Research news and notes from the National Science, Technology, Engineering, Mathematics and Education
Digital Library (NSDL) Program [Back Issues]
|October 2005, Issue #82|
TABLE OF CONTENTS
Four Pathways, Seven Services and Two Targeted Research Projects Share NSF- NSDL Awards for 2005
Pathway for K-Gray Engineering Education
The K-Gray Engineering Education Pathway is the engineering "wing" of the National Science Digital Library (NSDL). The Colorado School of Mines, University of Colorado at Boulder, Worcester Polytechnic Institute, Virginia Polytechnic Institute and State University, Duke University, and University of California-Berkeley are collaborating to provide a comprehensive engineering portal for high-quality teaching and learning resources in engineering, computer science, information technology and engineering technology. Project goals are to: 1) merge NEEDS and TeachEngineering into a unified K-Gray engineering educational digital library, 2) significantly grow high quality resources in the NSDL Engineering Pathway in a sustainable way, 3) align the unified curricular materials with appropriate undergraduate and K-12 educational standards, 4) grow the participation of content providers and users, 5) enhance quality control and review protocols for Engineering Pathway content, and 6) create a nonprofit strategy and partnership for the sustainability of the Engineering Pathway. PI contacts: Michael Mooney, Jaquelyn Sullivan, Martha Cyr, Joseph Tront, and Alice Agogino.
ComPADRE Pathway to Physics and Astronomy Education
Through a partnership of authors and organizations ComPADRE acts as a steward for the educational resources in the NSDL used by broad communities in physics and astronomy by creating and sustaining a network of collections that provide learning resources and interactive learning environments. The ComPADRE Pathway supports teachers and learners by providing both the content and services needed to enhance physics and astronomy education on the Web. ComPADRE is a network of Web-based content collections serving specific communities in physics and astronomy, including teachers of introductory courses at the high school or college levels, undergraduate physics and astronomy majors, researchers in physics education, societies of minority physicists, teachers and students in upper-level courses, and life-long learners. These collections, built by and for the communities, provide links to high-quality learning resources available on the Web and host resources that would not otherwise have a reliable Web presence. Resources in the collections are approved by editors before becoming available, are organized specifically for each community, and undergo a formal peer review process for some collections. PI contact: Bruce Mason.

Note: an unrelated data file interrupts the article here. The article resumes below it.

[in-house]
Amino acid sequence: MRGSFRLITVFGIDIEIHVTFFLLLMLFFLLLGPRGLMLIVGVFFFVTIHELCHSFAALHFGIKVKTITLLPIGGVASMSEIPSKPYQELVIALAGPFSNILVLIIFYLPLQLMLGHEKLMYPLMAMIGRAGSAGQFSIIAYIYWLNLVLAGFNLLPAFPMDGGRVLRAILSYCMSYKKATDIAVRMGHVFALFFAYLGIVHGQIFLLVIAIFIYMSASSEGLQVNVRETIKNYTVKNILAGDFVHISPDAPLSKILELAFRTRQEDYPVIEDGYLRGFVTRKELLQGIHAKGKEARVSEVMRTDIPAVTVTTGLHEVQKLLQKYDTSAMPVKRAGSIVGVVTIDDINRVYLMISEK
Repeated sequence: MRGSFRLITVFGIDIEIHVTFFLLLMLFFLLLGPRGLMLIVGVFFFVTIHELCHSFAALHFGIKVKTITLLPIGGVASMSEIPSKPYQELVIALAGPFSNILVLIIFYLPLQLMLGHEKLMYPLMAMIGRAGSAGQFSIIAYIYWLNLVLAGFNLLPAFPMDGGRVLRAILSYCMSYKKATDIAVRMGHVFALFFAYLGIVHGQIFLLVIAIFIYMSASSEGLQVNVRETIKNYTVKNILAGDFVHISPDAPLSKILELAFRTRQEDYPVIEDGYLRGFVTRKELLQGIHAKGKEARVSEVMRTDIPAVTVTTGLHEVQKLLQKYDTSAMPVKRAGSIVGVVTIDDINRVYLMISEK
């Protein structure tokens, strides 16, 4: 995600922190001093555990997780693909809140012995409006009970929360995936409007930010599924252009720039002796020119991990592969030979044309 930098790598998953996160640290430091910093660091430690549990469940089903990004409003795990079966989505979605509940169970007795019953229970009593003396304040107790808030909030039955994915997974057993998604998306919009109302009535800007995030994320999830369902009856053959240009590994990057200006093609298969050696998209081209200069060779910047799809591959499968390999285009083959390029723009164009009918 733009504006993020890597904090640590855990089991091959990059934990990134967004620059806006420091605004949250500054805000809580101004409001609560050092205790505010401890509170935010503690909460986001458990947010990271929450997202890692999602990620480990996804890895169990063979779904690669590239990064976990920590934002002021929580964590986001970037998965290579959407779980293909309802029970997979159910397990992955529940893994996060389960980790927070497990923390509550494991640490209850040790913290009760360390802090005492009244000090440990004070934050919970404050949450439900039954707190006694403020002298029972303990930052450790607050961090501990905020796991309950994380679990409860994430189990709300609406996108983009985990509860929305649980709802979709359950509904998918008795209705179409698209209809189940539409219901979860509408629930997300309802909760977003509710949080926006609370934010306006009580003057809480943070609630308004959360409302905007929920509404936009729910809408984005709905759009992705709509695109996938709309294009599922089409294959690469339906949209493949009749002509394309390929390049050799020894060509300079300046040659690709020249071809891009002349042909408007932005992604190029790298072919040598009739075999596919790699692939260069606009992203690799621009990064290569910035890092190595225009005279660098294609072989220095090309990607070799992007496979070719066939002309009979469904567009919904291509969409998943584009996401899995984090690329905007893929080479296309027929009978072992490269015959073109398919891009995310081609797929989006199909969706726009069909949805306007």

BiosciEdNet (BEN) Collaborative Pathway
The BiosciEdNet (BEN) Collaborative is expanding its stewardship role for professional societies and coalitions in the biological sciences through an NSDL Pathway project that provides resources, tools, and professional development for educators at the high school and undergraduate levels, including community colleges. BEN serves as a catalyst for professional societies or coalitions that seek to build their own education-focused digital libraries or contribute resources to the BEN portal, and that want to collaborate on effective pedagogy, authentic assessment, and development of multidisciplinary biological sciences resources. PI contact: Yolanda George.
Materials Digital Library Pathway: Hub for Materials Education and Research
In this project a consortium of organizations is building an information infrastructure on the foundation of the current Materials Science Digital Library collection (MatDL) and assuming stewardship of significant content and services to support the integration of education and research in materials science (MS). Additionally, this Pathways project is facilitating the dissemination of resources generated by government-funded MS collaborations. The MatDL partnership includes information/library scientists and materials scientists affiliated with government and research/teaching institutions: National Institute of Standards and Technology, Kent State University, MIT, University of Michigan, Iowa State University, and Purdue University. To multiply the impact of NSF-supported materials efforts, this network of collaborations is being extended to include several related NSF initiatives: Nanoscale Interdisciplinary Research Teams, Materials Research Science and Engineering Centers, and International Materials Institutes. PI contact: Laura Bartolo.